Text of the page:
After splitting the first two voting contests, Hillary Clinton and Bernie Sanders are taking their increasingly heated fight for the Democratic presidential nomination back to the debate stage Thursday night, jockeying for advantage as the race heads toward delegate-rich states.
For Clinton, that means bolstering her appeal with minorities, particularly black and Hispanic voters. Hours before the debate, a coalition of black lawmakers endorsed her, calling her a long-term partner who understands racial divides in America.
"African-Americans can’t wait for solutions — they need results now," Clinton said in a statement welcoming the backing of the Congressional Black Caucus’ political action committee.
The former secretary of state is banking on support from minorities to help her blunt Sanders’ broad appeal with young voters and liberals. Clinton narrowly defeated the Vermont senator in the Iowa caucuses, but was blown away by more than 20 points in the New Hampshire primary and now faces the prospect of a long campaign for the nomination.
Clinton’s showing in the first two states has prompted a round of second-guessing within her campaign, particularly over voter surveys showing her lagging far behind Sanders on questions of honesty and trustworthiness. Her team is also grasping for ways to clarify what’s seen as a muddled message, particularly when compared to Sanders’ ringing call for a "political revolution."
Sanders’ challenge is to prove that he can run a viable campaign outside of the overwhelmingly white states that kicked off the nominating process. His campaigns says it expects his impassioned calls for raising the minimum wage, breaking up Wall Street banks, and overhauling the current campaign finance system to resonate in more diverse states as well as it did in Iowa and New Hampshire.
Sanders has also been touting his own work on civil rights issues, including a mention on his campaign website of his "long history of fighting for social equality and the rights of black Americans — a record that goes back to the early 1960s." But in a preview of the fight to come between Clinton and Sanders, U.S. Rep. and civil rights leader John Lewis dismissed the senator’s work Thursday: "I never saw him. I never met him."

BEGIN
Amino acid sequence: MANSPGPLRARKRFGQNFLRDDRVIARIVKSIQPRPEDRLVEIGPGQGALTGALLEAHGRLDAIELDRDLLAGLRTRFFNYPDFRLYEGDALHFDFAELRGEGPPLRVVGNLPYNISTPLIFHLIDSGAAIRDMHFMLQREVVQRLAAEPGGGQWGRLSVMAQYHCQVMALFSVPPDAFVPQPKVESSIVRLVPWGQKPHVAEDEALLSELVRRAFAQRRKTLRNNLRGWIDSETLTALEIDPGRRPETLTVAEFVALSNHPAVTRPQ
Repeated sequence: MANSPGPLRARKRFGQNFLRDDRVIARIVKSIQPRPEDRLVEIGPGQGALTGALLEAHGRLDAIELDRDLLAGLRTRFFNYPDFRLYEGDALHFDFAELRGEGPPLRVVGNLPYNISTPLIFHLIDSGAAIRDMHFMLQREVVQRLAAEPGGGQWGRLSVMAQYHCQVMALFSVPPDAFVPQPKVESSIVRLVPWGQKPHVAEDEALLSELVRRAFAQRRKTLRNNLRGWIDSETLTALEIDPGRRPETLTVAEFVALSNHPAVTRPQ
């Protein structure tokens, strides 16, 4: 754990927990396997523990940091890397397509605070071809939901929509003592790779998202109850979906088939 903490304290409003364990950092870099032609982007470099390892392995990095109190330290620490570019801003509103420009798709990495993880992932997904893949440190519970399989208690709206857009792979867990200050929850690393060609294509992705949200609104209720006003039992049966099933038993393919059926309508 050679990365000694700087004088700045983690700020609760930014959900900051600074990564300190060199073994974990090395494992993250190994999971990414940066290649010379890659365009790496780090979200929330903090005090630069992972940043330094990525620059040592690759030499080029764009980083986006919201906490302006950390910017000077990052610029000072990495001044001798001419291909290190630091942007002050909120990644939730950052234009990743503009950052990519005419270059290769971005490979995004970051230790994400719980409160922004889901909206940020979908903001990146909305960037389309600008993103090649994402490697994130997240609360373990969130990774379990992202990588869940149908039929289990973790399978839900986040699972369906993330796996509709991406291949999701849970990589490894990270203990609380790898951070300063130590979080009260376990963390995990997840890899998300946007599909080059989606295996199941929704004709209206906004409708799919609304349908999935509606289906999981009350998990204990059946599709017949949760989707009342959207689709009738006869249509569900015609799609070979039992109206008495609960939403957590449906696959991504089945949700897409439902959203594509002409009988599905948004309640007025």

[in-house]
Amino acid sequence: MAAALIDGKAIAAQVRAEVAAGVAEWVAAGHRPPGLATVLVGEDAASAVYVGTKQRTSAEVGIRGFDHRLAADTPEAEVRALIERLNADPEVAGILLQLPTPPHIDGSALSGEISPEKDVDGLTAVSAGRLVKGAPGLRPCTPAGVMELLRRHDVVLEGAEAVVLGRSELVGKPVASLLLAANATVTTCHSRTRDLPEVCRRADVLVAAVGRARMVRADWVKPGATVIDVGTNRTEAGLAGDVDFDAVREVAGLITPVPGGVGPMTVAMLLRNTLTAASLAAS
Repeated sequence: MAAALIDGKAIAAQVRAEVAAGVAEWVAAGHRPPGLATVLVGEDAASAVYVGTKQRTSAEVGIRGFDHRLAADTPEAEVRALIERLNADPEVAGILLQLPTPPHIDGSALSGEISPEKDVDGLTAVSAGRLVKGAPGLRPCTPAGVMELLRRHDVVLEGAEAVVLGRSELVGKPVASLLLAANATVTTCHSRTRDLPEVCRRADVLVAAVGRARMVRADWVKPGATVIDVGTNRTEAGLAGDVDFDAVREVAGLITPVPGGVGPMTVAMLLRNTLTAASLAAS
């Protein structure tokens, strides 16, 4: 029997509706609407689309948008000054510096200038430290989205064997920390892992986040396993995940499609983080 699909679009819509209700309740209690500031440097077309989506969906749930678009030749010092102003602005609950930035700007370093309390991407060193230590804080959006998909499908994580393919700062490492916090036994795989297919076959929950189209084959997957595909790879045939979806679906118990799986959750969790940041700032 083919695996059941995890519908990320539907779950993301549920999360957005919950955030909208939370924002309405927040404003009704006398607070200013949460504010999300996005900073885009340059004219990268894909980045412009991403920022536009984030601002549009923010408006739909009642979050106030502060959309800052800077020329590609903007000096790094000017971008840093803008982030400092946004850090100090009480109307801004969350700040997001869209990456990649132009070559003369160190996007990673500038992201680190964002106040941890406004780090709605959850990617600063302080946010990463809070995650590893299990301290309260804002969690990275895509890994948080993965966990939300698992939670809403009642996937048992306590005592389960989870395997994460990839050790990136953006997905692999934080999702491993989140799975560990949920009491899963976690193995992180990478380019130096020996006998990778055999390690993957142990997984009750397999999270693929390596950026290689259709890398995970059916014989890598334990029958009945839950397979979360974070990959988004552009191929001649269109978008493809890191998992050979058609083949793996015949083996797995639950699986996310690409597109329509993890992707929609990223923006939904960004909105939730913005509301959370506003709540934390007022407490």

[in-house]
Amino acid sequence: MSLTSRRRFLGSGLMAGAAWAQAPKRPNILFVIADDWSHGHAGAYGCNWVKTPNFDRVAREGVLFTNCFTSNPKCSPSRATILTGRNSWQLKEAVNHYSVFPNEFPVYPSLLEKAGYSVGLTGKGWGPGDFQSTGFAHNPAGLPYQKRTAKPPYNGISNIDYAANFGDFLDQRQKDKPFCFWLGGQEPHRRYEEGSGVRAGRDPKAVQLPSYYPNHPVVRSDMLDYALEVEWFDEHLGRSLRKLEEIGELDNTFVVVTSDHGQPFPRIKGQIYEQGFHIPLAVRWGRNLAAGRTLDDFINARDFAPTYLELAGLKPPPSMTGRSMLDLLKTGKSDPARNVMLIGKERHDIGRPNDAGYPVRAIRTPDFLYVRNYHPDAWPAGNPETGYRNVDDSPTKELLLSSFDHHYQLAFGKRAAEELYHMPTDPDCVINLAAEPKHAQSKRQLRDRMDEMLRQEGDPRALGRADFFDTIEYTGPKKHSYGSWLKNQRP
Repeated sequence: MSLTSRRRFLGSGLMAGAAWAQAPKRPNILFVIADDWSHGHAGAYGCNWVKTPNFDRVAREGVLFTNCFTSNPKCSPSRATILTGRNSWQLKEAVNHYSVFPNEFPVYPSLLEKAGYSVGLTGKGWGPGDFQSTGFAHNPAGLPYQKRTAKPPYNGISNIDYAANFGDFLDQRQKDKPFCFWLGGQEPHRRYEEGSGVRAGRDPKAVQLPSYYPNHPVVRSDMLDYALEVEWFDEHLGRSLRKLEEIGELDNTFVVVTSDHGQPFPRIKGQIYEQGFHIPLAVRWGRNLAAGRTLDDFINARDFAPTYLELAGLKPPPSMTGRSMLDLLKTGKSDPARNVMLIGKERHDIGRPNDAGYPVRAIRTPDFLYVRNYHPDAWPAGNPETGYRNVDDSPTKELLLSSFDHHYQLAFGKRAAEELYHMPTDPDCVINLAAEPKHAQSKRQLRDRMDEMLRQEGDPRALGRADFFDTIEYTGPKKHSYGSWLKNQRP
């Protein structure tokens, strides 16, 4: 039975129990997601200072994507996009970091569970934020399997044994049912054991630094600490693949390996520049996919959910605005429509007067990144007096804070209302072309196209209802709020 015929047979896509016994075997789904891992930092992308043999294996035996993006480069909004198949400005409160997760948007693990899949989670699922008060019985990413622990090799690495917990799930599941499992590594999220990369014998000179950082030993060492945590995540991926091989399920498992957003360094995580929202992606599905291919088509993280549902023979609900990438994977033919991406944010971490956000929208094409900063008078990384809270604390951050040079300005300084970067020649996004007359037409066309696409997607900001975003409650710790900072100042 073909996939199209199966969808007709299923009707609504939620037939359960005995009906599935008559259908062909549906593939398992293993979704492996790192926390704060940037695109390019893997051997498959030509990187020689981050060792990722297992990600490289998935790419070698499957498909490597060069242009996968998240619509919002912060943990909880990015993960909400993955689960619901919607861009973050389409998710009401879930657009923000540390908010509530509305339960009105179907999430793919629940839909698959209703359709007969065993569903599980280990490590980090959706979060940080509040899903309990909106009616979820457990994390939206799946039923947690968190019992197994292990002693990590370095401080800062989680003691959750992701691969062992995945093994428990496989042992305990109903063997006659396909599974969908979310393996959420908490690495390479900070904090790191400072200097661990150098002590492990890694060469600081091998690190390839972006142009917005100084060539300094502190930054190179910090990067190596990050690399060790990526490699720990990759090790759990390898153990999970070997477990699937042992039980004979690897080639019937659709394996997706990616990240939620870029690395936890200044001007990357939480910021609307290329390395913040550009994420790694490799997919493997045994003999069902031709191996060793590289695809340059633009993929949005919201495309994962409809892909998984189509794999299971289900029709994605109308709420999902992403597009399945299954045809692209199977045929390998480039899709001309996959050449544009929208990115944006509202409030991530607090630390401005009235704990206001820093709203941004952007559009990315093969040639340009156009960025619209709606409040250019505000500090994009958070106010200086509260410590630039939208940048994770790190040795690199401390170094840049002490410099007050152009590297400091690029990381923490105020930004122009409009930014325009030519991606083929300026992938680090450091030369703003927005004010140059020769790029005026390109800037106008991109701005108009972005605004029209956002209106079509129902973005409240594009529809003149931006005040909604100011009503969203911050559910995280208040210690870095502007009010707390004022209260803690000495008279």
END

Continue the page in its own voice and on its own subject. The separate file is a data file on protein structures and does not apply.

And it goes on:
The Democratic contenders next go before voters in Nevada on Feb. 20 and in South Carolina on Feb. 27. But both campaigns are already eyeing contests in March, when more than half of all delegates up for grabs in the primary are at stake.
Clinton is expected to keep up the aggressive posture she took in the last Democratic debate, the first head-to-head matchup between the rivals. Her campaign wants to continue challenging the feasibility of Sanders’ domestic proposals, such as a government-run health care system and free college tuition, and pushing him on foreign policy, an arena where he’s far less comfortable than he is on economic issues.
Clinton is likely to find herself once again on the defensive over the high-dollar speaking fees she received from Wall Street banks after leaving the State Department. Sanders has relentlessly cast her dealings with Wall Street as an example of how the wealthy try to influence Washington, a message that has tapped into voter frustration.
Clinton so far holds a commanding lead in the overall delegate race due to her strong support from superdelegates, the party officials who can back the candidate of their choice.
Overall, Clinton has 394 delegates Sanders has 44. It takes 2,382 to win the Democratic nomination for president
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